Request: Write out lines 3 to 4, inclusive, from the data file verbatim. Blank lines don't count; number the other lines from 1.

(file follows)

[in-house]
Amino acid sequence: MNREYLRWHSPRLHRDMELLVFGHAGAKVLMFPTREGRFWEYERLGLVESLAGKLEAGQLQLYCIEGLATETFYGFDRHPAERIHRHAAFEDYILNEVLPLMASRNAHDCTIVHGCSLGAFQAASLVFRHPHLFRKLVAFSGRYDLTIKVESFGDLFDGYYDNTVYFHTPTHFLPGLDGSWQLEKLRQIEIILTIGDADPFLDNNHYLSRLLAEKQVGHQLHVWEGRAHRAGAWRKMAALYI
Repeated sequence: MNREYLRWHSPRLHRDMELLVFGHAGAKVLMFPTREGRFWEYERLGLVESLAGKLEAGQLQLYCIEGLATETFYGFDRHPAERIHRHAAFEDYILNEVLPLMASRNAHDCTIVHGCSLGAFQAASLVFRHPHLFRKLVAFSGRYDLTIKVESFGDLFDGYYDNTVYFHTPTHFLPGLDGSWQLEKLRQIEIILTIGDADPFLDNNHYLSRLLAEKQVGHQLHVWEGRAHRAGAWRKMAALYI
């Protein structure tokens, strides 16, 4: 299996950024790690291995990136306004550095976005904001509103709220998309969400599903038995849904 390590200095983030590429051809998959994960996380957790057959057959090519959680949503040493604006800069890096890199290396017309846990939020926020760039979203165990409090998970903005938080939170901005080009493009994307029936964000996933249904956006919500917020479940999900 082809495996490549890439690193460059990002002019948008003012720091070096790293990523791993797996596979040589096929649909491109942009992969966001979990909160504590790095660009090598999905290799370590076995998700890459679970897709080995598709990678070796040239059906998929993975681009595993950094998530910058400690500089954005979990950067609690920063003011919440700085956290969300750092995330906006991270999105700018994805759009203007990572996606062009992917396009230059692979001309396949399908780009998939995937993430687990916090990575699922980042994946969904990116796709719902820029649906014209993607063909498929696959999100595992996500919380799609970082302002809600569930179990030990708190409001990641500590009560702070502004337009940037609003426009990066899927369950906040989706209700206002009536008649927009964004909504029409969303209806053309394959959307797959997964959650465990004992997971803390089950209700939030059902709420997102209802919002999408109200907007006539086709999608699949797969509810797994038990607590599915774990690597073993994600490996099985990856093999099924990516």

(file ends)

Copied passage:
Repeated sequence: MNREYLRWHSPRLHRDMELLVFGHAGAKVLMFPTREGRFWEYERLGLVESLAGKLEAGQLQLYCIEGLATETFYGFDRHPAERIHRHAAFEDYILNEVLPLMASRNAHDCTIVHGCSLGAFQAASLVFRHPHLFRKLVAFSGRYDLTIKVESFGDLFDGYYDNTVYFHTPTHFLPGLDGSWQLEKLRQIEIILTIGDADPFLDNNHYLSRLLAEKQVGHQLHVWEGRAHRAGAWRKMAALYI
């Protein structure tokens, strides 16, 4: 299996950024790690291995990136306004550095976005904001509103709220998309969400599903038995849904 390590200095983030590429051809998959994960996380957790057959057959090519959680949503040493604006800069890096890199290396017309846990939020926020760039979203165990409090998970903005938080939170901005080009493009994307029936964000996933249904956006919500917020479940999900 082809495996490549890439690193460059990002002019948008003012720091070096790293990523791993797996596979040589096929649909491109942009992969966001979990909160504590790095660009090598999905290799370590076995998700890459679970897709080995598709990678070796040239059906998929993975681009595993950094998530910058400690500089954005979990950067609690920063003011919440700085956290969300750092995330906006991270999105700018994805759009203007990572996606062009992917396009230059692979001309396949399908780009998939995937993430687990916090990575699922980042994946969904990116796709719902820029649906014209993607063909498929696959999100595992996500919380799609970082302002809600569930179990030990708190409001990641500590009560702070502004337009940037609003426009990066899927369950906040989706209700206002009536008649927009964004909504029409969303209806053309394959959307797959997964959650465990004992997971803390089950209700939030059902709420997102209802919002999408109200907007006539086709999608699949797969509810797994038990607590599915774990690597073993994600490996099985990856093999099924990516």